Institute for Business Value

Organizations are reinventing their businesses with AI

A gap is emerging between companies that have embraced artificial intelligence (AI) and those that have not. Early adopters are using AI to rethink and reinvent their enterprises, positioning themselves to discover innovations that were once unimaginable. Those that haven’t yet leveraged AI are missing out on insights and opportunities that could help transform their businesses.

A new report from the IBM Global C-suite Study Program identifies a group of high-performers (the Reinventors) who have already deployed AI capabilities in their business operations and are planning significant further AI investments in the next two to three years. This group – which makes up 11 percent of the more than 3,000 C-suite executives the IBM Institute for Business Value interviewed between April and June this year – is solving more complex problems, infusing more intelligent capabilities into their business processes and investing more to create a new and preferred future when compared to the other surveyed CxOs.

Reinventors’ sharper focus on AI clearly distinguishes them from other segments in the study (the Tacticians, Aspirationals and Observers). They’re thinking as well as acting differently. It’s these characteristics that can show other organizations how to increase their efficiency and competitiveness.

Reinventors are forging ahead with AI

Reframing the enterprise

The Reinventors are making AI technologies a cornerstone in their organizations. Once in place, they’re in a better position to leverage the full array of technologies coming on-stream – including established ones such as mobile, cloud and Internet of Things (IoT), and more nascent technologies such as blockchain, robotics and virtual reality.

In short, AI underpins technology convergence. Couple that with abundant data made available by connecting all of these technologies together, and you have the makings of a cognitive enterprise. Seventy percent of Reinventors rely on data to inform their business strategy, compared to 51 percent of Tacticians and just 35 percent of Aspirationals. Reinventors gather data, question assumptions, look for new patterns and then reframe possibilities. Their strategy is to continuously seek out the next best opportunity.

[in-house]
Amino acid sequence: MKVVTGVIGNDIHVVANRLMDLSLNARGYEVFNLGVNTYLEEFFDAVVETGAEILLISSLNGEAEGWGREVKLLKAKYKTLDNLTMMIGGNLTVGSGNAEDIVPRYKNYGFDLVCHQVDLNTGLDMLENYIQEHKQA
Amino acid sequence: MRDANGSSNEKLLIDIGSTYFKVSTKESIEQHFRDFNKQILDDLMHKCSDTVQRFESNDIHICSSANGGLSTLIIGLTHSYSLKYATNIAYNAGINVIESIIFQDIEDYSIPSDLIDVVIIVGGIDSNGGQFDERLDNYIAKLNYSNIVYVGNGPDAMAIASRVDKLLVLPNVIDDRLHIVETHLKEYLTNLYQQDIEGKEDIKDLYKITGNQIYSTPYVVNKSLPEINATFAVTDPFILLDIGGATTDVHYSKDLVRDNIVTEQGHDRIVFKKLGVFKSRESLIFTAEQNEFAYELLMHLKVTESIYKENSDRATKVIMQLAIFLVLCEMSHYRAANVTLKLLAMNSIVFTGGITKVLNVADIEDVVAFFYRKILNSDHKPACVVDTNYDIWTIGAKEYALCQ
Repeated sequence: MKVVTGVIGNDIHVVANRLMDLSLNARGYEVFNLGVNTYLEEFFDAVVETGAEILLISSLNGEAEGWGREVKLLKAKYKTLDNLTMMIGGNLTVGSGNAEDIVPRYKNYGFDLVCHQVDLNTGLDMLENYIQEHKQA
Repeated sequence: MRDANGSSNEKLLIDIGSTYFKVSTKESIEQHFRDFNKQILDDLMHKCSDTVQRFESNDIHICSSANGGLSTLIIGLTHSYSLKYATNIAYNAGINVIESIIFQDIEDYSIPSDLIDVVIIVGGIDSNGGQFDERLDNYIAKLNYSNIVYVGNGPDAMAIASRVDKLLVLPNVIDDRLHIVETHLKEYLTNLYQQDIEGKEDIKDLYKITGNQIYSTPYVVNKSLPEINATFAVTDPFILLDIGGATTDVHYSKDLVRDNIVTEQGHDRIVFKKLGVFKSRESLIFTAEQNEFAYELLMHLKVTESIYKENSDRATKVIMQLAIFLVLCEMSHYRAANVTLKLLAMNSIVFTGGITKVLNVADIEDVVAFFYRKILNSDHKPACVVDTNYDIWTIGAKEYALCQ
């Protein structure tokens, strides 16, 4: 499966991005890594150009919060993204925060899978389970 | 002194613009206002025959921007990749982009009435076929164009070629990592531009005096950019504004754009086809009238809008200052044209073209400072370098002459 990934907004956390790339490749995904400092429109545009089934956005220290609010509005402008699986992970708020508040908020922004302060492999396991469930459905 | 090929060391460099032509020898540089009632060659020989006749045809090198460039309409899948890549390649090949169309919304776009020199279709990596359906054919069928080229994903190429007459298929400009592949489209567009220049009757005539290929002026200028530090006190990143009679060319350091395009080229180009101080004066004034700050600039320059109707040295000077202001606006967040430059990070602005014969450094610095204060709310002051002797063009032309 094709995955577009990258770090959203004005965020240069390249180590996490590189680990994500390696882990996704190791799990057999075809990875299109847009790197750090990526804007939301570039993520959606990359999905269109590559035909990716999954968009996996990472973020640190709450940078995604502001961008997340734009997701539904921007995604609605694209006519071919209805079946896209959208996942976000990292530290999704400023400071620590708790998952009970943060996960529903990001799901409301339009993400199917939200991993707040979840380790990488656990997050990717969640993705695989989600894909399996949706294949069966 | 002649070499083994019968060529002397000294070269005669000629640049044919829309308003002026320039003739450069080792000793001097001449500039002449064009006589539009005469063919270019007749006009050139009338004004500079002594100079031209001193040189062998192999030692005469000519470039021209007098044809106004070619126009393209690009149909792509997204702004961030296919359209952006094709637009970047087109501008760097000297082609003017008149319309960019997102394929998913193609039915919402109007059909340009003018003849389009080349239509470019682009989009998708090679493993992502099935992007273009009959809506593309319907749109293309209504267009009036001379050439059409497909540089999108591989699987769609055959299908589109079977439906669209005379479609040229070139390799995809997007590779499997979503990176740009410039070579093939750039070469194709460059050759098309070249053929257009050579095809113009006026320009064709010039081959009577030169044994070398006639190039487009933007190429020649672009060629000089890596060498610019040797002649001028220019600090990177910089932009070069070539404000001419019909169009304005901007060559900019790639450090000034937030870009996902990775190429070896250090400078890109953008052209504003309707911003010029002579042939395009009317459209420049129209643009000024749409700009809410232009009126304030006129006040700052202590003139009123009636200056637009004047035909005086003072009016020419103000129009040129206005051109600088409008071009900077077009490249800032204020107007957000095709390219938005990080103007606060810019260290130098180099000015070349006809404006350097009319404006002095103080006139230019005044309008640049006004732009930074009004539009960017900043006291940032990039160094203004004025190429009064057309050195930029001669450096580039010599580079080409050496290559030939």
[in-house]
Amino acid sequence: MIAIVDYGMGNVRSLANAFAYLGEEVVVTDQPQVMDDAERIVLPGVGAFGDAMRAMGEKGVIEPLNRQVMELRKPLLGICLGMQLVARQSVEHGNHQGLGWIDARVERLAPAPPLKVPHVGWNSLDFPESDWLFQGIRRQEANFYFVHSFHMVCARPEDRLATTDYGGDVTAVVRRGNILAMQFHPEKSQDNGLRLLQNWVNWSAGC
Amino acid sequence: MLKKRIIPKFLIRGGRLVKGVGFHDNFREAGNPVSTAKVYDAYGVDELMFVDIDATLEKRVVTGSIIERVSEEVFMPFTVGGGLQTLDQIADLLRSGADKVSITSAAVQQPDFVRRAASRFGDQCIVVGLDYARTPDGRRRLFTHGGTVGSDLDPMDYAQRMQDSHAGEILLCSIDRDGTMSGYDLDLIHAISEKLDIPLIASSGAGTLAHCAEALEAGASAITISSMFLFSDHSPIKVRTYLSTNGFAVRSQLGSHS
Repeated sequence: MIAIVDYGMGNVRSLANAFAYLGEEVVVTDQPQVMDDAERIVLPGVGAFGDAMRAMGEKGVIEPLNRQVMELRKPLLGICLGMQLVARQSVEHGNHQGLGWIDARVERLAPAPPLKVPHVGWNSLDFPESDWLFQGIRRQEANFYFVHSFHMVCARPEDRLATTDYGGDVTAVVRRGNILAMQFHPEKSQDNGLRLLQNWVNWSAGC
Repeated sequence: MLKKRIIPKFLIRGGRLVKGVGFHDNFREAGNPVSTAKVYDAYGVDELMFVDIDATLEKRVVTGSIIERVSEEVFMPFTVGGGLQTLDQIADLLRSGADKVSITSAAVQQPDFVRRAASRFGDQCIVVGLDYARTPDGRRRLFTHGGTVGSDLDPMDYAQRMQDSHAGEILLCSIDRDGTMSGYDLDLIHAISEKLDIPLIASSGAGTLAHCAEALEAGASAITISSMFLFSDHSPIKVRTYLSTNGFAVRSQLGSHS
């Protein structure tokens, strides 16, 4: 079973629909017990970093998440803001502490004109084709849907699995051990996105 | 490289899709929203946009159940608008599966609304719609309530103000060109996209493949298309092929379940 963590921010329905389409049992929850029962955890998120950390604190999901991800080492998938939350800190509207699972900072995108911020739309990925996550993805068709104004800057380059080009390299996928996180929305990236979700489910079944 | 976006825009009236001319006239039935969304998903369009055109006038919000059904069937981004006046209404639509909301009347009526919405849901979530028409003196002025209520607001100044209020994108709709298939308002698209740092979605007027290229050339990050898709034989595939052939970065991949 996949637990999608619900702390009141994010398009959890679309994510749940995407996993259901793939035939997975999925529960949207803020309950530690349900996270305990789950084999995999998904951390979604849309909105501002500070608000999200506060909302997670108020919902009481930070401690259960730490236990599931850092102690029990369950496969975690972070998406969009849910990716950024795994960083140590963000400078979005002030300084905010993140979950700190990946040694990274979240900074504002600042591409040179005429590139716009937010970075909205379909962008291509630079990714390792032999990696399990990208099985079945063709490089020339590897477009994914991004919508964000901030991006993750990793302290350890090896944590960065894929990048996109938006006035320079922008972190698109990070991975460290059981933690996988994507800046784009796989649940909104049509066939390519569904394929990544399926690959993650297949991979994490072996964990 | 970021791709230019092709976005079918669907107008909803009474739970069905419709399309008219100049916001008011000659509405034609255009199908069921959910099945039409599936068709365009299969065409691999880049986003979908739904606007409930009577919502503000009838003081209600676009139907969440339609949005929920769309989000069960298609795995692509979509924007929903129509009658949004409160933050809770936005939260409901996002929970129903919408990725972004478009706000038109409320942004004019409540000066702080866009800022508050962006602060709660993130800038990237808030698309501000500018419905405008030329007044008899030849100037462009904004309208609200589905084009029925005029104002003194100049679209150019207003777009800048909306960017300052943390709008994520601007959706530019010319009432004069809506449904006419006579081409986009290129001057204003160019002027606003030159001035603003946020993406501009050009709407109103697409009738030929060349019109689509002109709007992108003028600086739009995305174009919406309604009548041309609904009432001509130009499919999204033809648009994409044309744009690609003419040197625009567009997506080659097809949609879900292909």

Pursuing the personal

In the age of AI, the long-sought market-of-one segmentation is less about targeting specific products to individual customers and more about personalizing customer experience. What differentiates Reinventors from Tacticians and Aspirationals is their approach to achieving this. Reinventors are more effective at working with partners to understand and enhance customer experiences, and then deploying technology to transform customer interactions.

Reinventors use partners and enabling technologies such as AI to personalize the customer experience

Becoming future-proof

To compete in the future, organizations need to rewire their operating models for speed and responsiveness. The personalized experiences promised at the point of engagement require operations that can consistently and reliably deliver on that expectation. But the cognitive enterprise can do something more: become situationally aware with the potential to respond autonomously.

The capacity to do situational analysis – learn and adapt as you go – is an important difference between simply being digital and being a cognitive enterprise. The shift? Organizations used to rely on an extended supply chain requiring millions of decisions built on last year’s data. Cognitive capabilities enable a supply chain to evaluate the immediate situation with real-time data and react accordingly.

Using AI as a catalyst to spark enterprise transformation is a hallmark of the Reinventors’ business strategy. This approach helps them uncover hidden opportunities and optimize what they already have. Learn more about the Reinventors’ strategy and approach to AI in the full report.

This blog is part of a monthly series that highlights emerging trends from our 19th Global C-suite Study. The study features interviews with more than 10,000 CxOs.

Associate Partner and Cognitive Lead, IBM Institute for Business Value

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